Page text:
Motion
Variable Refresh Rate (VRR)
FreeSync
Yes
G-SYNC
Compatible (Tested)
VRR Maximum
144 Hz
VRR Minimum
< 20 Hz
VRR Supported Connectors
DisplayPort, HDMI

The Gigabyte M32UC supports FreeSync variable refresh rate technology (VRR) over both HDMI and DisplayPort. Although it's not officially certified by NVIDIA, it also works well with their G-SYNC Compatible mode. Since the optional overclock locks you out of VRR, the maximum refresh rate for VRR is 144Hz.

8.5
Motion
Response Time @ Max Refresh Rate
Recommended Overdrive Setting
Picture Quality
Rise / Fall Time
3.7 ms
Total Response Time
8.7 ms
Overshoot Error
0.4%
Worst 3 Rise / Fall Time
9.3 ms
Worst 3 Total Response Time
21.0 ms
Worst 3 Overshoot Error
2.3%

160Hz:

Overdrive SettingResponse Time ChartResponse Time TablesMotion Blur Photo
OffChartTablePhoto
Smart ODChartTablePhoto
Picture QualityChartTablePhoto
BalanceChartTablePhoto
SpeedChartTablePhoto

144Hz with VRR:

Overdrive SettingResponse Time ChartResponse Time TablesMotion Blur Photo
VRR OffChartTablePhoto
VRR Smart ODChartTablePhoto
VRR Picture QualityChartTablePhoto
VRR BalanceChartTablePhoto
VRR SpeedChartTablePhoto

The Gigabyte M32UC defaults to a max refresh rate of 144Hz with the variable refresh rate feature (VRR) enabled, but it also has an optional overclock to 160Hz. Enabling the overclock disables VRR. At both a fixed 160Hz refresh rate and at 144Hz with VRR, the average response time is excellent, and there's very little difference between both modes. Like most gaming monitors, you can customize the level of overdrive. The 'Picture Quality' setting delivers the best results overall, with the least amount of overshoot and the fastest rise/fall times. In this mode, like most VA monitors, there's significant overshoot out of black areas, causing black smear in dark areas. It's especially distracting when scrolling the web with a dark background or if you're using a dark user interface. It's not as noticeable when gaming or watching videos. If the black smearing bothers you, there's less of it in the 'Balance' setting, but there's an inverse ghosting (white) trail behind fast-moving objects instead. Like most monitors, the fastest setting, 'Speed', has terrible overshoot in most transitions.

Like most recent Gigabyte monitors, there's a 'Smart OD' feature that is supposed to automatically adjust the overdrive depending on the frame rate coming from the source. Like most recent Gigabyte monitors, it doesn't work and just locks you to the 'Balance' setting. The 'Picture Quality' mode delivers the most consistent performance, so it's the best choice if you're looking for a set-and-forget mode that works well across all frame rates.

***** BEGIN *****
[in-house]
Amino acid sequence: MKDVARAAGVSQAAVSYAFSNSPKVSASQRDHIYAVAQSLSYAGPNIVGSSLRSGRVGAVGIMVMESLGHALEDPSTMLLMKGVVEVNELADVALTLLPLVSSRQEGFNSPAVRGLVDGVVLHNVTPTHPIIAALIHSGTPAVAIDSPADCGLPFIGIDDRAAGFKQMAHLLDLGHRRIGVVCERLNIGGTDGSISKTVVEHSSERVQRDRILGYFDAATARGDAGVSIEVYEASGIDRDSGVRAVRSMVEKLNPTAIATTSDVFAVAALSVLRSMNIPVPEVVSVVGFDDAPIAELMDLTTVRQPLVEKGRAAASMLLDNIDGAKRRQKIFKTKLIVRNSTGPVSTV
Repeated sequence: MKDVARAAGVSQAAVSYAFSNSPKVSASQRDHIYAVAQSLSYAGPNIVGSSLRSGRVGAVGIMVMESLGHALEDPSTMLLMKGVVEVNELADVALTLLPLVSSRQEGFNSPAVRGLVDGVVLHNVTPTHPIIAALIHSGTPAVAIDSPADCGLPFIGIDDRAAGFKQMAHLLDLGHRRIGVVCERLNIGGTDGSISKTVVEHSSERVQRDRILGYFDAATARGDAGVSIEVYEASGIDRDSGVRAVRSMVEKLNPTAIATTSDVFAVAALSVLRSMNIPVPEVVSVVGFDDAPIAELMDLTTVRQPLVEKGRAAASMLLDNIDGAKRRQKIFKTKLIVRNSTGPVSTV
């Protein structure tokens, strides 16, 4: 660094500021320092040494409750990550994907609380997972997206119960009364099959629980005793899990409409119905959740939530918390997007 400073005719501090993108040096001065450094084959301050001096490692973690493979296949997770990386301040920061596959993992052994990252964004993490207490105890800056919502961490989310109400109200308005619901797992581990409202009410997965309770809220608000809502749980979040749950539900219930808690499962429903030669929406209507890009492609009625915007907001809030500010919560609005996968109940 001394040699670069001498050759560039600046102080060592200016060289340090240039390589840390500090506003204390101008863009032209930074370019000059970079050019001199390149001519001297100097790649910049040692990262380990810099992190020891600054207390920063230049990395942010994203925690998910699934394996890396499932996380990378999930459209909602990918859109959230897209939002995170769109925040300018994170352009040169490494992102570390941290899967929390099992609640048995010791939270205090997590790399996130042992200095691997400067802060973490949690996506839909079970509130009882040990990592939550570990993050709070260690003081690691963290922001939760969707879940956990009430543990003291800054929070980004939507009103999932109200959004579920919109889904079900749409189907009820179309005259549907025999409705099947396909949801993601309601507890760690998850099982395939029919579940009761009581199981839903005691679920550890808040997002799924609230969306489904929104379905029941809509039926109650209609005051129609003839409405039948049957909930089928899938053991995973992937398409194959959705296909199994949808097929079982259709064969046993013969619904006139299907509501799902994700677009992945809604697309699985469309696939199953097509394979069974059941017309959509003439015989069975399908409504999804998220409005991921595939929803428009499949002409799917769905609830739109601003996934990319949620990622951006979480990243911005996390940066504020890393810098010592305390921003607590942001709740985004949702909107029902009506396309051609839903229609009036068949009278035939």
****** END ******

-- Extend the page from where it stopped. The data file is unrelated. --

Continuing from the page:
8.4
Motion
Response Time @ 120Hz
Recommended Overdrive Setting
Picture Quality
Rise / Fall Time
3.9 ms
Total Response Time
9.5 ms
Overshoot Error
0.8%
Worst 3 Rise / Fall Time
7.2 ms
Worst 3 Total Response Time
20.4 ms
Worst 3 Overshoot Error
3.4%

Overdrive SettingResponse Time ChartResponse Time TablesMotion Blur Photo
OffChartTablePhoto
Smart ODChartTablePhoto
Picture QualityChartTablePhoto
BalanceChartTablePhoto
SpeedChartTablePhoto

The Gigabyte M32UC has a great response time at 120Hz, resulting in a smooth console gaming experience for PS5 and Xbox Series X gamers. It performs about the same as at the max refresh rate, with a fast rise-fall time that results in clear motion, but there's noticeable black smearing and a bit of overshoot. The 'Picture Quality' setting still delivers the best choice overall, but if the black smear bothers you, 'Balance' is a good alternative.

6.7
Motion
Response Time @ 60Hz
Recommended Overdrive Setting
Picture Quality
Rise / Fall Time
3.8 ms
Total Response Time
18.1 ms
Overshoot Error
8.3%
Worst 3 Rise / Fall Time
5.8 ms
Worst 3 Total Response Time
39.4 ms
Worst 3 Overshoot Error
51.5%

Overdrive SettingResponse Time ChartResponse Time TablesMotion Blur Photo
OffChartTablePhoto
Smart ODChartTablePhoto
Picture QualityChartTablePhoto
BalanceChartTablePhoto
SpeedChartTablePhoto

The Gigabyte M32UC has an okay response time at 60Hz. There's significantly more overshoot than higher refresh rates, even in the recommended 'Picture Quality' mode. The 'Off' setting eliminates this overshoot. However, it looks worse overall as the average response time is significantly slower, and there's a long trail of black smearing behind fast-moving objects.

Motion
Backlight Strobing (BFI)
Backlight Strobing (BFI)
Yes
Maximum Frequency
160 Hz
Minimum Frequency